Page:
Premier League managers stuck to their guns on the issue of five substitutes on Friday but most sounded keen to move on after the proposal was this week rejected for a third time.
Following votes on Thursday, the league approved trials of concussion substitutes and also increased the number of players who could be named on the bench from seven to nine, but the rule limiting teams to three substitutions during each match remained.
Several bosses have argued strongly in favour of reintroducing the rule allowing five substitutes to help players cope with the busy schedule, but others have said it unfairly provides an advantage to those with bigger squads.
As managers were asked for their reaction on Friday there was no movement in opinion but with the issue debated and voted on repeatedly, many said there was little point in continuing the argument.
Sheffield United’s Chris Wilder, an opponent of change who has previously clashed with Liverpool counterpart Jurgen Klopp on the issue, said he had “talked enough” about the topic, but players and managers should just “get on with it” when it came to the hectic festive schedule.
“That’s how it is, that’s what the fixture list is,” he said. “It’s been like that for 40, 50, 60 years and yes, of course, the intensity of the games, but squads are bigger. I don’t really want to go into all that nonsense again. But we get on with it.”
For his part, Klopp said he had no interest in creating further headlines on the topic.
“I cannot do you a favour again and create headlines – everyone knows the 10 clubs who voted against it,” he said.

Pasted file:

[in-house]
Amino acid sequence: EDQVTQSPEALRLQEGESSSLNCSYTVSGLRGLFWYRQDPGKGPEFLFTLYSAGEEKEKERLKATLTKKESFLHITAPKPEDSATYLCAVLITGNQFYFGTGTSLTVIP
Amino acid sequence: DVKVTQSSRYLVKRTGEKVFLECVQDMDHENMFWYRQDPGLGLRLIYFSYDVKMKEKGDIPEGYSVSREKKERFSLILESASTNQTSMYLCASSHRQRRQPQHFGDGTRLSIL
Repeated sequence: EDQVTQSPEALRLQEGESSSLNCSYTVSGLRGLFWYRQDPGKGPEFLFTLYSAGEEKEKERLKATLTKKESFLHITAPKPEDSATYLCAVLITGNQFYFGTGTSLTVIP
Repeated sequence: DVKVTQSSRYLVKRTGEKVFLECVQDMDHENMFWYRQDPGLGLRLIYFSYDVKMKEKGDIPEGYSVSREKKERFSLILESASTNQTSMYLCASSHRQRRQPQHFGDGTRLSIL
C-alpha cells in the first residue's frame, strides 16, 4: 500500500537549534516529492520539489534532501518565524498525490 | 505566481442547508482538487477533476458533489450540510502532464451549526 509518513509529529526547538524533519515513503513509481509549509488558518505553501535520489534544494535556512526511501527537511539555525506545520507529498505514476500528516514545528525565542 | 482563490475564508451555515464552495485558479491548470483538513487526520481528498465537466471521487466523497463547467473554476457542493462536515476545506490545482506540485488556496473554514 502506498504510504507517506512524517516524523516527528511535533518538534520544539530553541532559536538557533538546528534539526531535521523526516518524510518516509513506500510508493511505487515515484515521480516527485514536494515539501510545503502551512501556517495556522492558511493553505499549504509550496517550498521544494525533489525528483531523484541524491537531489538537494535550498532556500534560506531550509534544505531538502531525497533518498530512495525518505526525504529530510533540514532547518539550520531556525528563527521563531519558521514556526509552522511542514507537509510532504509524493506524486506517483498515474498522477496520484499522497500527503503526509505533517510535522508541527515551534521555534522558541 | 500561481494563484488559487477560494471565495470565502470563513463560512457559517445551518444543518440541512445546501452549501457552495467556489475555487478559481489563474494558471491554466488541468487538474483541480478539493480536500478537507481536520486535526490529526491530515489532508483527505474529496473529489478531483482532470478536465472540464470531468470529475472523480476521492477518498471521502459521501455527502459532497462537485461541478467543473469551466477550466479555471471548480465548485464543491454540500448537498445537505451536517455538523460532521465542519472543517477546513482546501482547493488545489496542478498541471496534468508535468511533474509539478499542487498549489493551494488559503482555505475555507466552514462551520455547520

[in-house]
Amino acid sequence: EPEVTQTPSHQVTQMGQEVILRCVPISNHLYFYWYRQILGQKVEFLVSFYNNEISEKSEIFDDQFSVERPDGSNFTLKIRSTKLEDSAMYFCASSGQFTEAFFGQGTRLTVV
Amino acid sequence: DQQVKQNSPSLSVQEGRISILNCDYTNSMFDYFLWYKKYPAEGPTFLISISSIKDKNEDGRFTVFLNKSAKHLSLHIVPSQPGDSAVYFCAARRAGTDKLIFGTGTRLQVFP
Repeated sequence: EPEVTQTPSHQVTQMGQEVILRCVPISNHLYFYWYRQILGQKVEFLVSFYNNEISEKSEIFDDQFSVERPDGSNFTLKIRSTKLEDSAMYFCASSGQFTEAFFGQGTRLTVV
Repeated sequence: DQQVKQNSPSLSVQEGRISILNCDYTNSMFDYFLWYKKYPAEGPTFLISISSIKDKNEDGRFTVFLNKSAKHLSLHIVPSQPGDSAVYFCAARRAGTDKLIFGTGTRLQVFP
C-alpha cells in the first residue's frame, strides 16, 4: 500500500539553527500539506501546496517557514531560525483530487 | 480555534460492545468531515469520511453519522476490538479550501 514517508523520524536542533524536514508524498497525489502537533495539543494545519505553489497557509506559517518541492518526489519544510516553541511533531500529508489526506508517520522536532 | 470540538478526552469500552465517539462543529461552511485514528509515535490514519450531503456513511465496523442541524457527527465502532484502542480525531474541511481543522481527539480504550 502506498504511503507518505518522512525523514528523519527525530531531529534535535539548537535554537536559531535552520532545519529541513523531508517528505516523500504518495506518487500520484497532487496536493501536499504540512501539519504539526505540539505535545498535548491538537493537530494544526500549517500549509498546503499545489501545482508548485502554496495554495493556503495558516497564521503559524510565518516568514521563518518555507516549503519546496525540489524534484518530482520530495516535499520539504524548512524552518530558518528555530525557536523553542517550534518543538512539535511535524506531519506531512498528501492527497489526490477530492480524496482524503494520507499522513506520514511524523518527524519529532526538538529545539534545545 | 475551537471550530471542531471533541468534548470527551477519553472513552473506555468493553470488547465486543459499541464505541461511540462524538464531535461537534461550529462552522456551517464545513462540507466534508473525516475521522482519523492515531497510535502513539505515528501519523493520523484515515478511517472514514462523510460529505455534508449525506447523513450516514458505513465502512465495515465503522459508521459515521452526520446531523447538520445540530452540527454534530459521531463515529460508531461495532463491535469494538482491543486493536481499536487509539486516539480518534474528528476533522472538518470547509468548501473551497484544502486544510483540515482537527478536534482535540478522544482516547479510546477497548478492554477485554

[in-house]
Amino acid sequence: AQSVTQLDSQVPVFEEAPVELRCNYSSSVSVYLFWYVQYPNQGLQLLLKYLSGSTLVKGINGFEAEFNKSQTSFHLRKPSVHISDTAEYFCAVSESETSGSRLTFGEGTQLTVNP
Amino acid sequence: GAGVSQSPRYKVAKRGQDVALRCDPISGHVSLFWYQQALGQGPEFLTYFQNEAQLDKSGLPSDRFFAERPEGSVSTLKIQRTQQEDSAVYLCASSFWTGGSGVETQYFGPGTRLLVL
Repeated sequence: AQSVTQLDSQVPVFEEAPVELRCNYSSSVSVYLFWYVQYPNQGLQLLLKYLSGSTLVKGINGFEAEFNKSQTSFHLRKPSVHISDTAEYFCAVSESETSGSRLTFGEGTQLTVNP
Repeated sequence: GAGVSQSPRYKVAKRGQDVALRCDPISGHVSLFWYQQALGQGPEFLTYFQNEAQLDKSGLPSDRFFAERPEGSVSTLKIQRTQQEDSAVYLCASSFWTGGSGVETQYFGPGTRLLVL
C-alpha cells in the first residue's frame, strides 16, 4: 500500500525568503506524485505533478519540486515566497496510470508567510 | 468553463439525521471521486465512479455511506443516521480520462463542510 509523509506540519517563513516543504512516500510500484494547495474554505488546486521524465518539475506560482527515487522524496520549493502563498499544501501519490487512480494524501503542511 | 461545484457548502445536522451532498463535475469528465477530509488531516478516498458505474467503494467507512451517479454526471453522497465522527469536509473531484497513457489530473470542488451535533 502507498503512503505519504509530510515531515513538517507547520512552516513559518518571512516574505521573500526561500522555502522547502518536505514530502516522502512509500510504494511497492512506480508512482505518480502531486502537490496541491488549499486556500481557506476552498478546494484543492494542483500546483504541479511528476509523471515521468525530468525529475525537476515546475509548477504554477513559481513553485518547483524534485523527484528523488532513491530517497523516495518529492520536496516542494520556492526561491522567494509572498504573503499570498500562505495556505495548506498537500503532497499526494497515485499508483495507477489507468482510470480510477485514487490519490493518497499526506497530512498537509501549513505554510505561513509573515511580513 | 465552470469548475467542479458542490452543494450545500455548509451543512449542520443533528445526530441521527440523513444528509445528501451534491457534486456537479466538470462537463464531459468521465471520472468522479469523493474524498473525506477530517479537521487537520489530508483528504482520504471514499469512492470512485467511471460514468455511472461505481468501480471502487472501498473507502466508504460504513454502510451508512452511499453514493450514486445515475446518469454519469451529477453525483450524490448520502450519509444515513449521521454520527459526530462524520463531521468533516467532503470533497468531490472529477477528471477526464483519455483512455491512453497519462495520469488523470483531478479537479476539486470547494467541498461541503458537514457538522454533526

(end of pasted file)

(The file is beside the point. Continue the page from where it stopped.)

“It was not about advantages, only about player welfare. Pretty much only them in Europe, the world, voted against it. I don’t know what percentage of leagues now have five subs. There must be a good reason for it.”
Chelsea boss Frank Lampard argued again that it was an issue of player welfare but, though he disagreed with the outcome, he was willing to accept it.
“I think it would have been really beneficial for player welfare,” he said.
“Normally the modern-day player welfare comes out on top, I don’t think it quite has this time. But the decision’s been made, and we carry on.”
Under-pressure Arsenal manager Mikel Arteta said he was at a loss to explain why player welfare had not been taken more seriously.
“I think the most important thing at the moment is the welfare of the players and the best way to protect them and have options to protect them is to have the option to extend the substitutes,” he said.
“So it’s like, yes, we’ll give you a little bit of this so that you can have an extra two on the bench but not the option to change.
“We are the only ones doing that and for me that doesn’t make a lot of sense but obviously it’s not up to us.”
Having dealt with a recent outbreak of Covid-19 within the club, Newcastle boss Steve Bruce admitted having five substitutes would certainly have helped his side recently, but said he was not in favour of changing the rules mid-season.
“I particularly at this moment would go for five because of the problems we’ve had,” he said.
“But we started the season with the rule and I’m all for sticking with the rules unless there is something blatant that we can change that helps.”
But while there was debate over five substitutes, the move to trial replacements for head injuries was welcomed after Jan Vertonghen’s admission that he suffered with the long-term effects of a concussion for several months highlighted the seriousness of the issue in the lead-up to the vote.
“I think it is great progress considering the Premier League has opened up that window to explore what we can do and if there is something we can do better,” Arteta said.